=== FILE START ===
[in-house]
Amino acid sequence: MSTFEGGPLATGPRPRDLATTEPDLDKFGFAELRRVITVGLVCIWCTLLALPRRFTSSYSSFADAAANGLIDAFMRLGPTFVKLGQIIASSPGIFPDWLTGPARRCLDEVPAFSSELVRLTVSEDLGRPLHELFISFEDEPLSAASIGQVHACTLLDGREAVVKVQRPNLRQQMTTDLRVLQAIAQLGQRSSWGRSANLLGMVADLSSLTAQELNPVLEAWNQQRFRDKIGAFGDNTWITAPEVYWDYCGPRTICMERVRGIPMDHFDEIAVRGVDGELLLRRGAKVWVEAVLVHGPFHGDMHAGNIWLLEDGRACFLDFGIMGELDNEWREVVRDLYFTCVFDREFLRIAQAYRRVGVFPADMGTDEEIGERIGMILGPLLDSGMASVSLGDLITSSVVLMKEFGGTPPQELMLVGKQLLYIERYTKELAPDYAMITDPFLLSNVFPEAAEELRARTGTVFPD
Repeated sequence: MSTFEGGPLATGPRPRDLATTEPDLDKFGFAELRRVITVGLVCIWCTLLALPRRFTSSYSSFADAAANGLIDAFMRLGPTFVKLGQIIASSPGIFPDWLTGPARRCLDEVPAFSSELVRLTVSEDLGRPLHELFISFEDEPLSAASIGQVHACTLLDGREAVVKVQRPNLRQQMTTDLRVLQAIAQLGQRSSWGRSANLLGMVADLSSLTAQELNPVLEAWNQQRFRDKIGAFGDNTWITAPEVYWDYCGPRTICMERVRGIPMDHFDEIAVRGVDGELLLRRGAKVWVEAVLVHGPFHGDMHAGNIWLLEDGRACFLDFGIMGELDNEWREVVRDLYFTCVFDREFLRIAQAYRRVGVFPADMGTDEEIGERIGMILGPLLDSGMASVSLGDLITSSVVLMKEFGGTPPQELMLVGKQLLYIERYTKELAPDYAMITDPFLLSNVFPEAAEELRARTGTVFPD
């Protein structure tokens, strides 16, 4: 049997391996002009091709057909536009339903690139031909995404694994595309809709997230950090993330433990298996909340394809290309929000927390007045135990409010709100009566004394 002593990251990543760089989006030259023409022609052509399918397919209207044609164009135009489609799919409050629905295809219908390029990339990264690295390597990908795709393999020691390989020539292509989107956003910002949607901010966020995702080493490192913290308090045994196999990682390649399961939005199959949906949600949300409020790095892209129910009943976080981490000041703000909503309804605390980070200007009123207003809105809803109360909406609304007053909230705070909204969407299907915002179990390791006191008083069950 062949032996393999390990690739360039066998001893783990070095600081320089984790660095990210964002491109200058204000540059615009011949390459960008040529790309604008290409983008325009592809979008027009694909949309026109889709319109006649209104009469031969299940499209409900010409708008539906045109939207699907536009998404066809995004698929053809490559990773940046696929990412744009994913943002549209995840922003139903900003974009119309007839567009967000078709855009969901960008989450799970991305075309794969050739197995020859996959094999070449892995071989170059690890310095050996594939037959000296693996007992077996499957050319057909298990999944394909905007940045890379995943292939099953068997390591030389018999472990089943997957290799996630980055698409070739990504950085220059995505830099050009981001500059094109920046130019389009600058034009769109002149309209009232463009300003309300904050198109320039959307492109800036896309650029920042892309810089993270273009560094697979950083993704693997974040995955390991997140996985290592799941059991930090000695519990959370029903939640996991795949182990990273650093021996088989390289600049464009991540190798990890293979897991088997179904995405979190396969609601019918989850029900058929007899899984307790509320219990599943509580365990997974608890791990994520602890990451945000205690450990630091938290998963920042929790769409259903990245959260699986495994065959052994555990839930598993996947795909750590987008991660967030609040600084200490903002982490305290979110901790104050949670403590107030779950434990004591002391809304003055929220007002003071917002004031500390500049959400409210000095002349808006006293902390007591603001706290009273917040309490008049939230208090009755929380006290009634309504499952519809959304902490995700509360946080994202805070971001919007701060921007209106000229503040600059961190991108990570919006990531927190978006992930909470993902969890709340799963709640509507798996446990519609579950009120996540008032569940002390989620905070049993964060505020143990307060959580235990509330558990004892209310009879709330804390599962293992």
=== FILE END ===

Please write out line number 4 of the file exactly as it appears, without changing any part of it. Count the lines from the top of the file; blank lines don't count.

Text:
């Protein structure tokens, strides 16, 4: 049997391996002009091709057909536009339903690139031909995404694994595309809709997230950090993330433990298996909340394809290309929000927390007045135990409010709100009566004394 002593990251990543760089989006030259023409022609052509399918397919209207044609164009135009489609799919409050629905295809219908390029990339990264690295390597990908795709393999020691390989020539292509989107956003910002949607901010966020995702080493490192913290308090045994196999990682390649399961939005199959949906949600949300409020790095892209129910009943976080981490000041703000909503309804605390980070200007009123207003809105809803109360909406609304007053909230705070909204969407299907915002179990390791006191008083069950 062949032996393999390990690739360039066998001893783990070095600081320089984790660095990210964002491109200058204000540059615009011949390459960008040529790309604008290409983008325009592809979008027009694909949309026109889709319109006649209104009469031969299940499209409900010409708008539906045109939207699907536009998404066809995004698929053809490559990773940046696929990412744009994913943002549209995840922003139903900003974009119309007839567009967000078709855009969901960008989450799970991305075309794969050739197995020859996959094999070449892995071989170059690890310095050996594939037959000296693996007992077996499957050319057909298990999944394909905007940045890379995943292939099953068997390591030389018999472990089943997957290799996630980055698409070739990504950085220059995505830099050009981001500059094109920046130019389009600058034009769109002149309209009232463009300003309300904050198109320039959307492109800036896309650029920042892309810089993270273009560094697979950083993704693997974040995955390991997140996985290592799941059991930090000695519990959370029903939640996991795949182990990273650093021996088989390289600049464009991540190798990890293979897991088997179904995405979190396969609601019918989850029900058929007899899984307790509320219990599943509580365990997974608890791990994520602890990451945000205690450990630091938290998963920042929790769409259903990245959260699986495994065959052994555990839930598993996947795909750590987008991660967030609040600084200490903002982490305290979110901790104050949670403590107030779950434990004591002391809304003055929220007002003071917002004031500390500049959400409210000095002349808006006293902390007591603001706290009273917040309490008049939230208090009755929380006290009634309504499952519809959304902490995700509360946080994202805070971001919007701060921007209106000229503040600059961190991108990570919006990531927190978006992930909470993902969890709340799963709640509507798996446990519609579950009120996540008032569940002390989620905070049993964060505020143990307060959580235990509330558990004892209310009879709330804390599962293992």